پرچم ایران و کره جنوبی

South Korean government officials are expected to press for extending a sanctions waiver on Iran's petroleum exports that expires in May on a visit to Washington this week.

According to Yonhap, South Korea's Deputy Foreign Minister for Economic Affairs Yoon Kang-hyun and other leaders will meet with U.S. State Department officials on Wednesday and Thursday to discuss the waiver issued in November to keep buying Iranian oil in exchange for having reduced such purchases, the Seoul government said.

The South Korean officials will meet with the State Department's top energy diplomat Francis Fannon on Thursday. On Wednesday they will meet with Brian Hook, the U.S. special representative for Iran, and David Peyman, the deputy assistant secretary of state for counter threat finance and sanctions.

The South Korean officials will meet with the State Department's top energy diplomat Francis Fannon on Thursday. On Wednesday they will meet with Brian Hook, the U.S. special representative for Iran, and David Peyman, the deputy assistant secretary of state for counter threat finance and sanctions.

A State Department official, who spoke on condition of anonymity, confirmed the meeting with Peyman. Officials did not immediately respond to requests for comment about the other meetings.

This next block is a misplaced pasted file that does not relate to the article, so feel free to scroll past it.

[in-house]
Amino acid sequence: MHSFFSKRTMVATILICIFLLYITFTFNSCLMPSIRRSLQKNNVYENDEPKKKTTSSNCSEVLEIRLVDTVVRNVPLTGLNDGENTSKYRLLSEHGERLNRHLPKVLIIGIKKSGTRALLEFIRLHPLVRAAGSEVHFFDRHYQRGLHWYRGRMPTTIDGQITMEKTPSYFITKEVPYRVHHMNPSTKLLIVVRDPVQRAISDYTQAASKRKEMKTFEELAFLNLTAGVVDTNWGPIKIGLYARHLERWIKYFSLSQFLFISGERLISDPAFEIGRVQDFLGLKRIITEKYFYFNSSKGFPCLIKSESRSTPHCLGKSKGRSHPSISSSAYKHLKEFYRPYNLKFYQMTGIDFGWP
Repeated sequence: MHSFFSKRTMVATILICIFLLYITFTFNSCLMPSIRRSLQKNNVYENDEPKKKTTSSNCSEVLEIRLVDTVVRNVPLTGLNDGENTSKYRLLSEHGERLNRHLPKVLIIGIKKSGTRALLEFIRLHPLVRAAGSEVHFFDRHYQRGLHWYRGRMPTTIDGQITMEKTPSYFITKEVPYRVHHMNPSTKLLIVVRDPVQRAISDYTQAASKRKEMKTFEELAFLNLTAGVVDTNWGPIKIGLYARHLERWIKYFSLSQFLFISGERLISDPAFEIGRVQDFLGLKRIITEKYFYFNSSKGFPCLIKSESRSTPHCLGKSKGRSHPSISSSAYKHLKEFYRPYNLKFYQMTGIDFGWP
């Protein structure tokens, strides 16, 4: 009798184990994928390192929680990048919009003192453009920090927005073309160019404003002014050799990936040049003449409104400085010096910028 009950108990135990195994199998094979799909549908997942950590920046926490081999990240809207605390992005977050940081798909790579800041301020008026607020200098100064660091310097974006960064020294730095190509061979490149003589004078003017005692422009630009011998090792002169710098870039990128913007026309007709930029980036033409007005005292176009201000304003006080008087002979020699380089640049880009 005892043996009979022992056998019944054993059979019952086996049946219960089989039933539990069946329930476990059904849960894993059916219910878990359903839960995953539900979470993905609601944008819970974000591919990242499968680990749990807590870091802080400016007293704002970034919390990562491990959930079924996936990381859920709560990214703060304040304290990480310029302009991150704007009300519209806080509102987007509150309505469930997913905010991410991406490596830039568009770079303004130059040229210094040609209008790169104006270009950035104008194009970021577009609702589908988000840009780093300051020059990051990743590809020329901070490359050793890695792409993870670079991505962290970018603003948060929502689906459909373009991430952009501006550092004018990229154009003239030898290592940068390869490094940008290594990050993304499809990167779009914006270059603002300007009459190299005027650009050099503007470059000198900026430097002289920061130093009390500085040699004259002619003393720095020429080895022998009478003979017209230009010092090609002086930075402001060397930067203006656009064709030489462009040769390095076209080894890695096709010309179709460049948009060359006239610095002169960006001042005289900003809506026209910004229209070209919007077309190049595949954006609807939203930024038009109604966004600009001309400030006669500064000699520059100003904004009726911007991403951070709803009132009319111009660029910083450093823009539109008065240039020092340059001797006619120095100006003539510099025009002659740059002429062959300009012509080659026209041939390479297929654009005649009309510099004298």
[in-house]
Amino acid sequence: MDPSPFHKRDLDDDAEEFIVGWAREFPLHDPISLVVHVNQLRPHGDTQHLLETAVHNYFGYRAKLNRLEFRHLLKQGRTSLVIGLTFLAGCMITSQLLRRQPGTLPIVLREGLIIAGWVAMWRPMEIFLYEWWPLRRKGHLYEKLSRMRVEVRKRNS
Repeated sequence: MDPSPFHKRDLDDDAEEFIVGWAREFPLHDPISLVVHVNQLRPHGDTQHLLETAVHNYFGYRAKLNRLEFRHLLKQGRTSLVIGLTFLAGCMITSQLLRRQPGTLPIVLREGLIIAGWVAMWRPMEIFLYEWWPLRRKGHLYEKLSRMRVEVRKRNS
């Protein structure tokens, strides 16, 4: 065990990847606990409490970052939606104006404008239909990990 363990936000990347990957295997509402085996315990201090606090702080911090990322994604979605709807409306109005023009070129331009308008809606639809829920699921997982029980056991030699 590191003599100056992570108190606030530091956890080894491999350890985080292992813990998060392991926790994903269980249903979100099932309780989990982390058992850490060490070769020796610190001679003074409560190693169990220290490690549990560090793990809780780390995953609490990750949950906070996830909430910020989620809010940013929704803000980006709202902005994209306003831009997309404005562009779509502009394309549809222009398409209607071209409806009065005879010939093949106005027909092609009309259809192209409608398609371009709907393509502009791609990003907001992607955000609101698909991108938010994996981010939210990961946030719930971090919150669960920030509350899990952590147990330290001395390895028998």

Peyman met with South Korean officials in Asia earlier this month. He offered "to continue to closely consult on the extension of sanctions exemption and Korean companies' technical issues regarding trade with Iran," a statement from Seoul's foreign ministry said at the time.

South Korea is a large buyer of a light oil called condensates from Iran and has told a former U.S. official that there are few options for getting the same quality of condensate from other suppliers.

South Korea's oil imports from Iran fell 12.5 percent year-on-year in February, customs data showed this month.

The news agency quoted a South Korean official as saying that Seoul has had discussions since November with Washington on gaining an extended exception and that ending the purchases of condensates would affect its economy. "No extension means no imports of Iranian condensate," an official told Yonhap.

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